The Columbus Dispatch
’Dogs get another crack at Tide
INDIANAPOLIS — Eighteen years ago this month, Nick Saban hired a 28year old Florida State graduate assistant to coach defensive backs for him at LSU.
His name was Kirby Smart. He joined Saban's staff just weeks after he won his first national title as head coach in the 2003 season.
Saban was 52 at the time and that championship came in his 10th season as a head coach and fourth at LSU. He was just getting started.
So was Smart on a career that has led him to a second national championship game appearance as head coach and another joint press conference with Saban Sunday morning the day before another rather significant game.
Smart's Georgia team will get another shot at Saban's Alabama behemoth on Monday night at 8 p.m. (ESPN) in the College Football Playoff national championship game at Lucas Oil Stadium. It's a long way away from their airport interview in 2004 in Mobile, Ala., during Senior Bowl week.
“He's done an outstanding job there of making that program what it is,” Saban said Sunday morning. “The players and people that are in that organization have made the program what it is.”
Smart at age 46 has built a program that can stand toe to toe with Alabama with a roster as talented as the one Saban has built, taking much of the structure and philosophy from his nine years under Saban at Alabama. Now Georgia is looking to push the Crimson Tide out of the way and secure its first national title since 1980.
“The goal was to have a successful program,” Smart said during the Zoom press conference that came after the two coaches posed for a photo with the championship trophy and before they did a sit-down interview with ESPN. “In the state of Georgia, the high school coaches and the support that you get in the state of Georgia for football makes it a very fertile area and you're always going to have a good recruiting base. We've been able to have that and if you recruit well, have good coaches, have good development, a good strength program, you're going to have a chance for success. That was certainly the goal from the outset.”
Saban, now 70, thwarted Georgia from winning it all in the 2017 season with his team's dramatic overtime victory. Four seasons later, Georgia and Alabama meet again for the national title.
“I don't remember much about 2017 anymore,” said Smart, finishing his sixth season. “It's amazing how fast these years go by and time goes by. I've got a staff of great coaches and I've got an organization that's full of good leaders and trust in those people maybe more now than in 2017 when I felt like I needed to micromanage and be over the top of everything. Probably not a little more comfortable delegating things out and trusting people to do their jobs and maybe impart a little bit of their personality into their parts of the organization. …The core beliefs in the way we do things, they haven't changed much.”
Saban is now 4-0 against Smart including a 41-24 win on Dec. 4 in the SEC championship game that dealt Georgia its only loss this season.
“They won most of those matchups across the board,” Smart said. “We've been trying to improve in areas since that game so that we can be at our best when our best is needed.”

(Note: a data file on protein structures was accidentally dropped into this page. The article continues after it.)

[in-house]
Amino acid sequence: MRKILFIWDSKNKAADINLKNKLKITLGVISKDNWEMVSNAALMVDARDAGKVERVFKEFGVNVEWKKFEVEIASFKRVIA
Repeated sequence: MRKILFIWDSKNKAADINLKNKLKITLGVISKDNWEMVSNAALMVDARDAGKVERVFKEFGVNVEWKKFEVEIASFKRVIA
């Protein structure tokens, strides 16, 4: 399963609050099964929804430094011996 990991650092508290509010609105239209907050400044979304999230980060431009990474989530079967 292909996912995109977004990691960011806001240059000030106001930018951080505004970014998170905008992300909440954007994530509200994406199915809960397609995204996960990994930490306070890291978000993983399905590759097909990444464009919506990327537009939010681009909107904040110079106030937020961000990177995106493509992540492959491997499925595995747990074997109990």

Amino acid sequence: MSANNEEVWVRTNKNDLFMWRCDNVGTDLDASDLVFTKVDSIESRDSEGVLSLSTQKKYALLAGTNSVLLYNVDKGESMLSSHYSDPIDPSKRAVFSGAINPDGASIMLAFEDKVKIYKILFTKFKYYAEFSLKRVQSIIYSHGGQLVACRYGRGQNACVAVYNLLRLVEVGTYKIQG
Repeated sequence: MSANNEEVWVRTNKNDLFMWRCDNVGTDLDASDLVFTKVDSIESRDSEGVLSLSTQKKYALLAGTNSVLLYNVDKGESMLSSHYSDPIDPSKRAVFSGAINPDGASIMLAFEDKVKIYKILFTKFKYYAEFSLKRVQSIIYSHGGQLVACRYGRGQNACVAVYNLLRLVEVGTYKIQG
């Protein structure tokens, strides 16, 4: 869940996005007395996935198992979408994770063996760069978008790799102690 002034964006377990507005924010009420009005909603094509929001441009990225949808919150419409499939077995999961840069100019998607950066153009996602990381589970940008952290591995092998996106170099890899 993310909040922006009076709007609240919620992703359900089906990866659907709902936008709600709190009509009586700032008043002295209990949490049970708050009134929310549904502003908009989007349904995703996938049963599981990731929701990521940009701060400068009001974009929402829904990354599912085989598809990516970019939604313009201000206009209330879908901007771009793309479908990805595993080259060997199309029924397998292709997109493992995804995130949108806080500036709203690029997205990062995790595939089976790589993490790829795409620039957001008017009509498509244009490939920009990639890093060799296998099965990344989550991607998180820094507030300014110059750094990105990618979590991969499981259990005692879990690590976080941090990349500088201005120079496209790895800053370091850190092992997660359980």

He cited third down conversions (3 of 12), red zone scoring (3 of 5 with just 2 TDS) and forcing turnovers (0).
“Definitely beating Alabama would be an accomplishment, not only for me but for Coach Smart and everything,” senior nose guard Jordan Davis said
Saturday. “I've had three shots at Alabama and I haven't beaten them yet. So that's speaking for myself. As a team, winning the national championship, that's what we're grinding for, what we're working for all season. Of course it's going to be an amazing feeling.”
Smart helped Saban win four national titles as Alabama defensive coordinator and Saban won two more after Smart left for Georgia to give him seven total.
This is Saban's sixth CFP national championship game in the eight seasons of the playoff.
“He's been in this game an awful lot,” Smart said. “I know he doesn't take that for granted because I know the work and effort he puts into it to get his team here. I've been able to see that, I've been a part of that. I also know the work and effort we've put in to get to this point. It is not easy job to get to this part of the season through the SEC gauntlet, the championship game, the semifinals. It's a tough, rigorous season.”
Saban labeled Georgia an elite program “and just looking at the future probably will be for sometime in the future as well.”
Shortly after Smart and the Bulldogs arrived here Friday night, Smart was asked if he can feel how badly Georgia fans want this national title.
“I can't feel it, I can't say that I feel it,” said the former ALL-SEC UGA safety. “We work in a little bit of a bubble. We're in the work every day. I feel it probably more because of the people around my family and being a Georgia person and knowing and connected to those people. I can't say I actually feel it. I feel hot, cold, tired. Those are things I feel. I don't feel most of those others.”
He pretty much said the same thing when he was asked again Sunday morning if that championship drought is something he can sense.
“No, I do not.,” he said. “What I feel is how do we stop Bryce Young and how do we control their front and how do we run the ball, how do we throw the ball with efficiency, how do we convert third downs and stop them in the red area.”